Well since Malvern Patch once again featured my favorite abandoned church (Malvern Historical Photo Location Revealed. Do you know this old Malvern building?) I figured it was time to share the above.
A friend of mine and I met recently with another Chester County lady interested in preserving the ruins of Ebenezer A.M.E. Church on Bacton Hill Road.
She gave us this fascinating report written in 1989 by another Eagle Scout named Daniel P. Baker. Eagle Scout Mathew Nehring also adopted this site in 2010 and documented graves and did a clean up. I find it interesting that even with clear interest in this site throughout the years, that no one from the A.M.E. Church to East Whiteland Township Historical Commission, to East Whiteland Township, or any other of the non-profits nationally and locally one would think would be interested in this site have done anything.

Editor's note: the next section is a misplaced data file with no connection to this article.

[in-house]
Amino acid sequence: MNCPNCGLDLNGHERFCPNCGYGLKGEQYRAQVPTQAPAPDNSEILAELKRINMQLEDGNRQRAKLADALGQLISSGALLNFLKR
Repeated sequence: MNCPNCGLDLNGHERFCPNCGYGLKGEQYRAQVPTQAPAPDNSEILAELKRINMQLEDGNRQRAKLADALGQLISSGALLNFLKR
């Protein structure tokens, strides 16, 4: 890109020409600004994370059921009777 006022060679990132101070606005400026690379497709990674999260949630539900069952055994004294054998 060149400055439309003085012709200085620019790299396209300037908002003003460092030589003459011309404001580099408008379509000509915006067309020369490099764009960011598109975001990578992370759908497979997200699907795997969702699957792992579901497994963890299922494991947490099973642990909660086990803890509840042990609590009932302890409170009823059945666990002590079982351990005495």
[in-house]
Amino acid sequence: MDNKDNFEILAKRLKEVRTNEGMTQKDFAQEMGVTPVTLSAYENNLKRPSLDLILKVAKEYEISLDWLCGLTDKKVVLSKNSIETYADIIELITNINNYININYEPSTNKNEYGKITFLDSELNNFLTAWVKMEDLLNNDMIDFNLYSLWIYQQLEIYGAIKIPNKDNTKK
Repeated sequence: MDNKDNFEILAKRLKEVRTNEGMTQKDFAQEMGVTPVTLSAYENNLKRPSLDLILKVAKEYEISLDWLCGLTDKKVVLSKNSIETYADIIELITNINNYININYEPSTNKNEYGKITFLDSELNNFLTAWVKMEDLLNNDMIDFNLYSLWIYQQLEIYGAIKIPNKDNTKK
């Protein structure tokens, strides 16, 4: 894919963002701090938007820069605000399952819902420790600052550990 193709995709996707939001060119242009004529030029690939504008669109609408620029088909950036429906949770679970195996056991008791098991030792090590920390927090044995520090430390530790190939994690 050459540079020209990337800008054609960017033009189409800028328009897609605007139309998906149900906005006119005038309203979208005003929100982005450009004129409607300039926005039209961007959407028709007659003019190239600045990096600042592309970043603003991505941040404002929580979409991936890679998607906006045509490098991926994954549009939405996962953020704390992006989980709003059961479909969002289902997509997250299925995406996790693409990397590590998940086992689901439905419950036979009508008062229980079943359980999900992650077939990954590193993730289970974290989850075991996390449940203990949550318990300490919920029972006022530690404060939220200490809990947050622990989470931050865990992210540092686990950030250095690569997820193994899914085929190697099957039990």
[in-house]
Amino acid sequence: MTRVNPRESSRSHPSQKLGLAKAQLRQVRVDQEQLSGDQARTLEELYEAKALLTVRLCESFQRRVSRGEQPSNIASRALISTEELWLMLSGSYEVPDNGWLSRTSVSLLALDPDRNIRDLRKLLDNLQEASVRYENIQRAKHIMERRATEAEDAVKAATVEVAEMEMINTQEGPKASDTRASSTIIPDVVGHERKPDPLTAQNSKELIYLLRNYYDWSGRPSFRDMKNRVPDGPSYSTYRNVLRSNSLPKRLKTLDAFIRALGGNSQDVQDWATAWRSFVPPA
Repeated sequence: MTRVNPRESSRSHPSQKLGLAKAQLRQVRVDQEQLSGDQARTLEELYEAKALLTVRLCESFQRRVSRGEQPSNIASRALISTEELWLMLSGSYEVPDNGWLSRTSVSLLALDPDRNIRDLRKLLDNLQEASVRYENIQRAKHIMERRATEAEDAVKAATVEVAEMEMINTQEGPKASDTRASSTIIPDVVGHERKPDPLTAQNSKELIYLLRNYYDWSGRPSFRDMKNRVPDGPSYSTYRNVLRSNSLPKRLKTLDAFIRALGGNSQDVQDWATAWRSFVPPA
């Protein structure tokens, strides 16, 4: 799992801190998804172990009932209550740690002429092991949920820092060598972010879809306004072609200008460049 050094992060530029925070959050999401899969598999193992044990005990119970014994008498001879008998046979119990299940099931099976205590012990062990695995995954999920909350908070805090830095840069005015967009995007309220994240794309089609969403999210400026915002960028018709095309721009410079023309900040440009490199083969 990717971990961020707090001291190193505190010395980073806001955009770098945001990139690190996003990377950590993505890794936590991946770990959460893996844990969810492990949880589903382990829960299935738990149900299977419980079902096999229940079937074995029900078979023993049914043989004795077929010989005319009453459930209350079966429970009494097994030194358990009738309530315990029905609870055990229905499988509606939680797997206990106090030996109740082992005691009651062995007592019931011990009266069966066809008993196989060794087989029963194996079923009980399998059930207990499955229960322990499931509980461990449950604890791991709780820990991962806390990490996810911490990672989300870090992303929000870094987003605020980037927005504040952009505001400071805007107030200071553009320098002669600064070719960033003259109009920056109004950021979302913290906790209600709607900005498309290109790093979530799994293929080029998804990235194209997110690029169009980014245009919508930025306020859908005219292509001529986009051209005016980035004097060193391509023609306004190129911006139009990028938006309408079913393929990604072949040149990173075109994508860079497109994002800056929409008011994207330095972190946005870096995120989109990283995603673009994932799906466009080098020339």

And isn’t it past time to preserve this site? (Check out photos I took a couple of years ago here) I wrote to Justin Heinze the latest Patch reporter to mention the church (Pete Kennedy had already done it in 2012), but never heard back. He may not have cared for my corrections. I suggested he clarify that the location is Frazer. On Bacton Hill Road in East Whiteland Township. (I would’ve hoped that the East Whiteland Historical Society would’ve pointed that out. )
We do have our own identity everything is not “Malvern” and to say Malvern should even have clarity because Malvern is not just a borough, it is a town in multiple municipalities in addition to the borough.